Randomized Controlled Trial on Robotic Exoskeleton in Spinal Cord Injury: Clinical Outcomes and Cortical Plasticity

Technology
Standing/walking/mobility
Online since 3 November 2021, updated 946 days ago

About this trial

This trial is enrolling individuals with chronic incomplete spinal cord injuries to test the effect of gait (walking) training with a robotic exoskeleton. Walking training with the exoskeleton (EKSO-GT) will be accompanied by standard locomotor rehabilitation (treadmill stepping). In addition to potential improvements in walking, the trial will use techniques including MRI imaging and EEG signaling during sleep to measure changes in the brain as a result of the training. Researchers want to know if exoskeleton training causes the brain or spinal cord to initiate an adaptive or remodeling response. There are two groups in the study. If selected for the trial, participants will either receive 1) standard locomotor training 2.5 hours per day, 5 days per week over 8 weeks; or 2) the same amount of locomotor training plus 30-40 minute sessions of exoskeleton training, 3 times per week during the first 4 weeks.

Included participants

Gender
All
Age
18 - 65 years
Injury level
T1 - L1
  • Severity (AIS)?
  • AIS-C
    AIS-D
    Time since injury
    1 year - 5 years
  • Injury type
  • Traumatic

    Non-traumatic

    Healthy volunteers
    No
    T1-L1
    Additionally, participants must
    have some functional gait ability (also with braces or orthoses).
    have a body height between 157 and 188 cm (5’18-6’2 feet).
    have a body weight below 100 kg (220 lbs).

    What’s involved

    Type

    Technology

    Details

    8-week study period: Standard neurorehabilitation walking training, 5 times per week, twice a day, for a total of about 2.5 hours per day. If assigned to the experimental arms using the robotic exoskeleton: Additional training sessions during the first 4 consecutive weeks of the study period. Each rehabilitation session with EKSO-GT will last (operating time) 30-40 minutes. Such training will be carried out for 3 sessions per week.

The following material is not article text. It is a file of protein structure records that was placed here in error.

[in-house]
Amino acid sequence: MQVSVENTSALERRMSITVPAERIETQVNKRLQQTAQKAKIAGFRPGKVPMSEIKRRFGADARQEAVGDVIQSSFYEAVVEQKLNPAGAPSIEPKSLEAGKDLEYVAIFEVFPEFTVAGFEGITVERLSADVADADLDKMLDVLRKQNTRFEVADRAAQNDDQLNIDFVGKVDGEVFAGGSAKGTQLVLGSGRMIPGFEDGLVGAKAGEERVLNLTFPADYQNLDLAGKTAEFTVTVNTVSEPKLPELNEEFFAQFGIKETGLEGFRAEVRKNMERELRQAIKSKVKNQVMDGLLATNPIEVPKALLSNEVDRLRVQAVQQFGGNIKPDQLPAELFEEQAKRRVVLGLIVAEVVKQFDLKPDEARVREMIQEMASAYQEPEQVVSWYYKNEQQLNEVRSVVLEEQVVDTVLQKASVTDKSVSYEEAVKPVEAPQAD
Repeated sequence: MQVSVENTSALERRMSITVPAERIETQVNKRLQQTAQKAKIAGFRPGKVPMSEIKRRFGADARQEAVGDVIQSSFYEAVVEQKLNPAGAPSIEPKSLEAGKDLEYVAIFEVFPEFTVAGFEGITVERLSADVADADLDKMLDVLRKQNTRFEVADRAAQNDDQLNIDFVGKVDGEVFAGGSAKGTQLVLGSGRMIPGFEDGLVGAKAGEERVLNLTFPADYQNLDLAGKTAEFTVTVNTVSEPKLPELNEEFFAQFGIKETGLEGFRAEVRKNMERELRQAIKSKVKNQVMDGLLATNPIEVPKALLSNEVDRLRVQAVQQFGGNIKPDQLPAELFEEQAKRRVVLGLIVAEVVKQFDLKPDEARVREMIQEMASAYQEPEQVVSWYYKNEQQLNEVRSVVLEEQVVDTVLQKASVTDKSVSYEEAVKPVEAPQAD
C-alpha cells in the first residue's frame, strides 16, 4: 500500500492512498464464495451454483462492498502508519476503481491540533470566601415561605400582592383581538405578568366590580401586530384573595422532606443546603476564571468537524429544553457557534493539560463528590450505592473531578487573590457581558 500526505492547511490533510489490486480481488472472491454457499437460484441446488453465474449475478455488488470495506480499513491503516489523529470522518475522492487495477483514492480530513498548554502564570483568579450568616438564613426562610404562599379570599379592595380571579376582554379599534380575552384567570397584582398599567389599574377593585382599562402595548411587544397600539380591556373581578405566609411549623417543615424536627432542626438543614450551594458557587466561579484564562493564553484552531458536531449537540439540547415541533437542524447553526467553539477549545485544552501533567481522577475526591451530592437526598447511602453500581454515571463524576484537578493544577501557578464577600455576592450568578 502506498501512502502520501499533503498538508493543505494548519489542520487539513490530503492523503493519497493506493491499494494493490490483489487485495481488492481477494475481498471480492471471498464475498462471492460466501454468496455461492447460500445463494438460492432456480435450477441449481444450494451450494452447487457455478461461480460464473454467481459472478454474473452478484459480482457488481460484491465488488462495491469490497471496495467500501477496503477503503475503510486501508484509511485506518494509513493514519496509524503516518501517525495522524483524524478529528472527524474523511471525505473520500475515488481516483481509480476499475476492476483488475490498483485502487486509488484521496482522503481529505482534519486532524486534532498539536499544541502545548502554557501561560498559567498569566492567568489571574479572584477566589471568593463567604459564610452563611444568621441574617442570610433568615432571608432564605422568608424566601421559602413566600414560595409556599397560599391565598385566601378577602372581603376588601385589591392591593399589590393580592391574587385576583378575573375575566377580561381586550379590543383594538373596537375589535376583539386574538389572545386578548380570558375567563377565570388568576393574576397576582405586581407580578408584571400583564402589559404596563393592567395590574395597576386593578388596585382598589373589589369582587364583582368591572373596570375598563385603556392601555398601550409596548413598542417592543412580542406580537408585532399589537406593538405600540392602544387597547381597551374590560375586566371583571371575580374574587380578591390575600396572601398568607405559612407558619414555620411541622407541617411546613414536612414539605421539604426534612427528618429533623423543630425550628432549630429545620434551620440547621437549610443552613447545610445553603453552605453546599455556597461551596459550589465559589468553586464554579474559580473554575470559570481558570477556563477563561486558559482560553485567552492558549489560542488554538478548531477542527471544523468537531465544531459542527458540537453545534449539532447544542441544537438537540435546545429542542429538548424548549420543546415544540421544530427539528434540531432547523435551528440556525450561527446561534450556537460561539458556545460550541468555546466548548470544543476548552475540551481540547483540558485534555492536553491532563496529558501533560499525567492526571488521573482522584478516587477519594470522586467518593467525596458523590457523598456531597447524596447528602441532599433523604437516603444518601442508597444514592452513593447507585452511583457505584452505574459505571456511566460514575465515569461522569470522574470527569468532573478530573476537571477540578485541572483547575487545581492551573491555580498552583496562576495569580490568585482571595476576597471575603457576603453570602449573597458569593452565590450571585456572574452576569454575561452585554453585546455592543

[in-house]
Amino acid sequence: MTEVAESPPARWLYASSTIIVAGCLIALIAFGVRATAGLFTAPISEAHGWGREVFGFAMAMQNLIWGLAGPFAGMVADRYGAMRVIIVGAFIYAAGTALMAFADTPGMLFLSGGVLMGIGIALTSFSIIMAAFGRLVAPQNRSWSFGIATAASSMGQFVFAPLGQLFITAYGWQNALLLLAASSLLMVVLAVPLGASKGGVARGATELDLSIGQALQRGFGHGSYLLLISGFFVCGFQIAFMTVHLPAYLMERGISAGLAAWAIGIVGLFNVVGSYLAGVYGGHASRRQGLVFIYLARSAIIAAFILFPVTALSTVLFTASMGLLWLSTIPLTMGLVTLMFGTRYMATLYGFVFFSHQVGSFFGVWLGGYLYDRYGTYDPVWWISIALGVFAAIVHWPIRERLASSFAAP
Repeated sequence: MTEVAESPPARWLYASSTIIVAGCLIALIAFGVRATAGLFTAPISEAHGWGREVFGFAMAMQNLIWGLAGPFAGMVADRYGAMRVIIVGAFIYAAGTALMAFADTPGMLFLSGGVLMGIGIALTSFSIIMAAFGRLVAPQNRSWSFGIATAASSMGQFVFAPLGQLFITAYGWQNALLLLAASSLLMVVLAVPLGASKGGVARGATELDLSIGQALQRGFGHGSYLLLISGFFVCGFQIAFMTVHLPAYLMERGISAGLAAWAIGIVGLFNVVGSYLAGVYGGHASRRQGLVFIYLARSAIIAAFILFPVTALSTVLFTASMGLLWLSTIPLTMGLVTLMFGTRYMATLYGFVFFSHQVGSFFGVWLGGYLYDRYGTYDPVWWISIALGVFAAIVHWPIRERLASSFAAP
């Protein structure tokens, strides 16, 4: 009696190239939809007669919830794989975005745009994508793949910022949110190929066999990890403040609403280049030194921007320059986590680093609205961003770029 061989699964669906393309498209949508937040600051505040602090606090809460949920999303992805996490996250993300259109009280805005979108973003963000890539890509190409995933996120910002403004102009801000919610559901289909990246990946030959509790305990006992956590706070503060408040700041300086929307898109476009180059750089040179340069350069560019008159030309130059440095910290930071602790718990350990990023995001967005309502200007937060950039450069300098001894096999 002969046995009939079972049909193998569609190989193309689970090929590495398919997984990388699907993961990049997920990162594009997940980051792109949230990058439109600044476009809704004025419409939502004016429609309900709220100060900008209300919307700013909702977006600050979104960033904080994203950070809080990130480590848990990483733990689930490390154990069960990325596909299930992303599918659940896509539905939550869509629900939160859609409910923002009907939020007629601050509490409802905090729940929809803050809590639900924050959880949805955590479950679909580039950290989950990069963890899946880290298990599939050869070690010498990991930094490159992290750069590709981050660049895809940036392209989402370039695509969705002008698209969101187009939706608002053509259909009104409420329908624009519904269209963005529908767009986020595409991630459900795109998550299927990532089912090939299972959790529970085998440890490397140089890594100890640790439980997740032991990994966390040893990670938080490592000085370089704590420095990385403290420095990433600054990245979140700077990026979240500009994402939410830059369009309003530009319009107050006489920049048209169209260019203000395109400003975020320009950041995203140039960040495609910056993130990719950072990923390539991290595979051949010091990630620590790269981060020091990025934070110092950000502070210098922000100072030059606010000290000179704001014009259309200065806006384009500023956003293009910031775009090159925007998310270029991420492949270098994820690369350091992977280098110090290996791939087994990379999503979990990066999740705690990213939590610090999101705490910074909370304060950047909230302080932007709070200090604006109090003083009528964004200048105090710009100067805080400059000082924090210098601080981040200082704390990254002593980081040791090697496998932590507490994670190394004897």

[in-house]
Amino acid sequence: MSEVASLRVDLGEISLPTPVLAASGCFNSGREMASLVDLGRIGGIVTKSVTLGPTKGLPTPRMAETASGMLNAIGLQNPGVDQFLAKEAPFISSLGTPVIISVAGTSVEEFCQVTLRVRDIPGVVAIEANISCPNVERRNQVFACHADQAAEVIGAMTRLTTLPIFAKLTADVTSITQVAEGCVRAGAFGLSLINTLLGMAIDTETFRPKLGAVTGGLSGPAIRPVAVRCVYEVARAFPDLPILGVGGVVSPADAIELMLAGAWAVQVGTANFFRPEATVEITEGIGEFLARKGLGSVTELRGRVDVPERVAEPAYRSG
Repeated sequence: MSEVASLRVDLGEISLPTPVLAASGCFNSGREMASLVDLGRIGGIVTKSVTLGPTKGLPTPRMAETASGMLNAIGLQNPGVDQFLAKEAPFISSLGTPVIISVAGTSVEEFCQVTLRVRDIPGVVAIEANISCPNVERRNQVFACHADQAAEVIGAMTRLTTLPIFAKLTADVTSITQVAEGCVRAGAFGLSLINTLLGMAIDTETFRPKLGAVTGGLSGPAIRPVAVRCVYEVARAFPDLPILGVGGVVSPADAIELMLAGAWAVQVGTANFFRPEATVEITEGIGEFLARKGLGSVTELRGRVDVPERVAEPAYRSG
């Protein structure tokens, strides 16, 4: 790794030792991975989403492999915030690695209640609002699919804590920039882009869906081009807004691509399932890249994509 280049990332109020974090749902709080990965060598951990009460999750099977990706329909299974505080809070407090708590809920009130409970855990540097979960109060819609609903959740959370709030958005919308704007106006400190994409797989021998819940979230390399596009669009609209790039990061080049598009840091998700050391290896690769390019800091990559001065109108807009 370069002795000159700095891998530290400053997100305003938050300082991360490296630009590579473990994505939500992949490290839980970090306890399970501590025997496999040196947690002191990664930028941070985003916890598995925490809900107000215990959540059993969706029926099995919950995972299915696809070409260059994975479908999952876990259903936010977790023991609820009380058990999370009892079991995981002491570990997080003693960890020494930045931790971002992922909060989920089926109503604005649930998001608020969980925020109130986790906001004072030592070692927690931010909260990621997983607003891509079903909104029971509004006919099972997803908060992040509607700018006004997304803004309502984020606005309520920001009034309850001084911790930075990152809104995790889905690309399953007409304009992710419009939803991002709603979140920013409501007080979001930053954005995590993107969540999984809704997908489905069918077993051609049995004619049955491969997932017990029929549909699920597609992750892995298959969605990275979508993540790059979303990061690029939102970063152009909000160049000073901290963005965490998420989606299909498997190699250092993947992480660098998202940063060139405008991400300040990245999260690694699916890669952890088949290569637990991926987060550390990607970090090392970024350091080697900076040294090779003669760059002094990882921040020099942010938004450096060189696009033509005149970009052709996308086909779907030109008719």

Potential benefits

    Main benefits

    Standing/walking/mobility

    Additional benefits

    General health

    Spasticity

    Good to know: Potential benefits are defined as outcomes that are being measured during and/or after the trial.

    Wings for Life supports SCITrialsFinder

    Wings for Life has proudly initiated, led and funded the new version of the SCI Trials Finder website. Wings for Life aims to find a cure for spinal cord injuries. The not-for-profit foundation funds world-class scientific research and clinical trials around the globe.

    Learn more

    • Trial recruitment status
    • Unknown
    • Trial start date
    • 10 Dec 2020
    • Organisation
    • Azienda Usl di Bologna
    • Trial recruitment status
    • Unknown
    • Trial start date
    • 10 Dec 2020
    • Organisation
    • Azienda Usl di Bologna

    Wings for Life supports SCITrialsFinder

    Wings for Life has proudly initiated, led and funded the new version of the SCI Trials Finder website. Wings for Life aims to find a cure for spinal cord injuries. The not-for-profit foundation funds world-class scientific research and clinical trials around the globe.

    Learn more